The Secretary for Constitutional and Mainland Affairs Erick Tsang has threatened the Wall Street Journal over an editorial it published about this month’s upcoming legislative election.

In the letter, printed by the Journal on Monday, Tsang said that inciting another person not to vote, or to cast an invalid vote, is illegal “irrespective whether the incitement is made in Hong Kong or abroad. We reserve the right to take necessary action.”

Last Tuesday’s editorial, “Hong Kong Says Vote – or Else,” contained “baseless assumptions,” Tsang wrote. He said last year’s legislative race was postponed due to Covid-19, not because democrats swept the polls during the 2019 district elections.

However, in the interim, Beijing has approved sweeping changes to the electoral system with candidate vetting and reduced democratic representation, making it near-impossible for democrats to stand.

In his rebuttal, Tsang also claimed that it was untrue for the editorial to state that Hongkongers “risk harsh penalties if they protest in public.” He said it was “not only incorrect but also scaremongering,” adding that rights are guaranteed in the security law and Basic Law.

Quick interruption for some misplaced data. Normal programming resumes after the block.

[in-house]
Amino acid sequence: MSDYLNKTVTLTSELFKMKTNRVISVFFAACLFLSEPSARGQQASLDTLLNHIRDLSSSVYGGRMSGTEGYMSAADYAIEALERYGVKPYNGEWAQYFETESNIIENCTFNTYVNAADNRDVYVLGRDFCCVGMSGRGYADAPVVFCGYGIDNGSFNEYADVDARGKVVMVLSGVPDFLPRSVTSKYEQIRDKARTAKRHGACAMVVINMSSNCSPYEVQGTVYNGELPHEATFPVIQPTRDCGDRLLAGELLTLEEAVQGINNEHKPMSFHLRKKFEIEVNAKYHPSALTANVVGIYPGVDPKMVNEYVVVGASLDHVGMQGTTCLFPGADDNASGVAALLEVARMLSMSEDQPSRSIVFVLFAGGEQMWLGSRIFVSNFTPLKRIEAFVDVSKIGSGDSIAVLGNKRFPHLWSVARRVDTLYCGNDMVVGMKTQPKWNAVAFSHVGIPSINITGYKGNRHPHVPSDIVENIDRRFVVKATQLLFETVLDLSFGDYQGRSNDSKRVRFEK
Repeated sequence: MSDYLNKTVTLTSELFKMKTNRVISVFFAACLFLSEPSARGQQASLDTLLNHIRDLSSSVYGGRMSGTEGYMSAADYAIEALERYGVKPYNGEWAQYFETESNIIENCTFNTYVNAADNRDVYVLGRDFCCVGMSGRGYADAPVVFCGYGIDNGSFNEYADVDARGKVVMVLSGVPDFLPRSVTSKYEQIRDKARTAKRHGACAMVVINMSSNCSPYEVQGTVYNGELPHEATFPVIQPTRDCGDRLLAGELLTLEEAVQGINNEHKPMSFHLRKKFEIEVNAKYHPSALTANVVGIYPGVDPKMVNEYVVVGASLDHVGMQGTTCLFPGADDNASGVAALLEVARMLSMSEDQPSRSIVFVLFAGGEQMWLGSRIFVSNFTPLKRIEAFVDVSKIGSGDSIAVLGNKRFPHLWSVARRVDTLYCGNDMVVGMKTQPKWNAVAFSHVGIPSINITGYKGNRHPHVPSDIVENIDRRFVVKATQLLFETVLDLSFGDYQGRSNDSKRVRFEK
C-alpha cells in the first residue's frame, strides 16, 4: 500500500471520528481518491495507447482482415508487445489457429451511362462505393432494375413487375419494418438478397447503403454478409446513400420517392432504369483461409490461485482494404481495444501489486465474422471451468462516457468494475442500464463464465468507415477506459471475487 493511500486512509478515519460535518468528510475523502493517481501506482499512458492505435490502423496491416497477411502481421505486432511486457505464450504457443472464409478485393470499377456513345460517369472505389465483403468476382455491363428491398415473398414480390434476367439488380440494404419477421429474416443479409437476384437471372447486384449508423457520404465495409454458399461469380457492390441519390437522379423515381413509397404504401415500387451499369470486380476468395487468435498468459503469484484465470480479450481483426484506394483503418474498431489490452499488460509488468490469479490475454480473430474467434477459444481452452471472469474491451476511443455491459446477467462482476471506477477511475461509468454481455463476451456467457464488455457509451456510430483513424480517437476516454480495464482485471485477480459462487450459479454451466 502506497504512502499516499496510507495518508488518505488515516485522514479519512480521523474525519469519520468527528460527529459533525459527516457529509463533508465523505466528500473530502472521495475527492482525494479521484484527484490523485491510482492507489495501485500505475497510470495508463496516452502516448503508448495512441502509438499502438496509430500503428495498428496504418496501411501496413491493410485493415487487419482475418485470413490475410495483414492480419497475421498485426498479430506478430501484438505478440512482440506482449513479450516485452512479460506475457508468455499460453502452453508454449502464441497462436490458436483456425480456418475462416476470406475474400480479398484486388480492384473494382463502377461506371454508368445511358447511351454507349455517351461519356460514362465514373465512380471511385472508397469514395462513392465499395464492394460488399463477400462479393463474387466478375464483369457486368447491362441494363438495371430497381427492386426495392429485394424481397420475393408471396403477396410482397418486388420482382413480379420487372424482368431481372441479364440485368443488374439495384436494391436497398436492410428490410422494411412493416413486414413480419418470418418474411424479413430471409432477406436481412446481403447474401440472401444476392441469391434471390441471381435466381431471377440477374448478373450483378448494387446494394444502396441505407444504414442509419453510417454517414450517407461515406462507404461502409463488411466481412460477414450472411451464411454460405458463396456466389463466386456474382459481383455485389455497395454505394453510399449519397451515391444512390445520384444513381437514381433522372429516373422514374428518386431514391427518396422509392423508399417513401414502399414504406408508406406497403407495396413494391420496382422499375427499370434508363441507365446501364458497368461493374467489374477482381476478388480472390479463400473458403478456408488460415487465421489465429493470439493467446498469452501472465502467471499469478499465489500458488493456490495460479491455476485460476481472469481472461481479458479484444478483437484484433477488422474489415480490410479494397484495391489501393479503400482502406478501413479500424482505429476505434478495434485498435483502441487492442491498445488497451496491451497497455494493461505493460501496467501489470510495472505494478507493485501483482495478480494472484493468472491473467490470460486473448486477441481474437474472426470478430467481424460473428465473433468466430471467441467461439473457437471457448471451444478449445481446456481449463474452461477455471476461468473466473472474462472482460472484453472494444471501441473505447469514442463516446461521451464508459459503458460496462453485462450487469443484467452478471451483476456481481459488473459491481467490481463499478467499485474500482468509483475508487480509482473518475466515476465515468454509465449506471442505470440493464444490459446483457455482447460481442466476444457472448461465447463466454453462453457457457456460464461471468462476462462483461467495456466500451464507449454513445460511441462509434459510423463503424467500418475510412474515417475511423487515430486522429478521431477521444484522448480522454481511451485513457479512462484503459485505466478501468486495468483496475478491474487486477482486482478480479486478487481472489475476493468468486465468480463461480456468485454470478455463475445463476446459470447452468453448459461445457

Photo: HKFP.

However, most pro-democracy figures remain behind bars, in self-exile, or have quit politics, whilst police have not approved any mass demonstrations since the onset of the security law, citing Covid-19.

A month ago, police arrested four elderly people on suspicion of “seditious intent” after displaying a banner demanding genuine universal suffrage, despite the Basic Law’s promise of democracy.

Tsang also said that pledges of allegiance are common around the world, and that it was untrue to state that the Communist Party vets election candidates. Candidates are, however, pre-vetted by the local authorities and must undergo national security checks.

Dated December 1, the letter said that “[w]e encourage all eligible civic-minded voters to take part in the LegCo Election next month.” The “patriots only” poll is actually set to take place on December 19.

The original editorial said that “China’s Communist Party wants the world to forget how it crushed the autonomy it promised to the territory,” after arrest warrants were issued last week for two self-exiled democrats who encouraged an election boycott.

“Boycotts and blank ballots are one of the last ways for Hong Kongers to express their political views,” the Journal wrote.

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Tom is the editor-in-chief and founder of Hong Kong Free Press. He has a BA in Communications and New Media from Leeds University and an MA in Journalism from the University of Hong Kong. He has contributed to the BBC, Euronews, Al-Jazeera and others.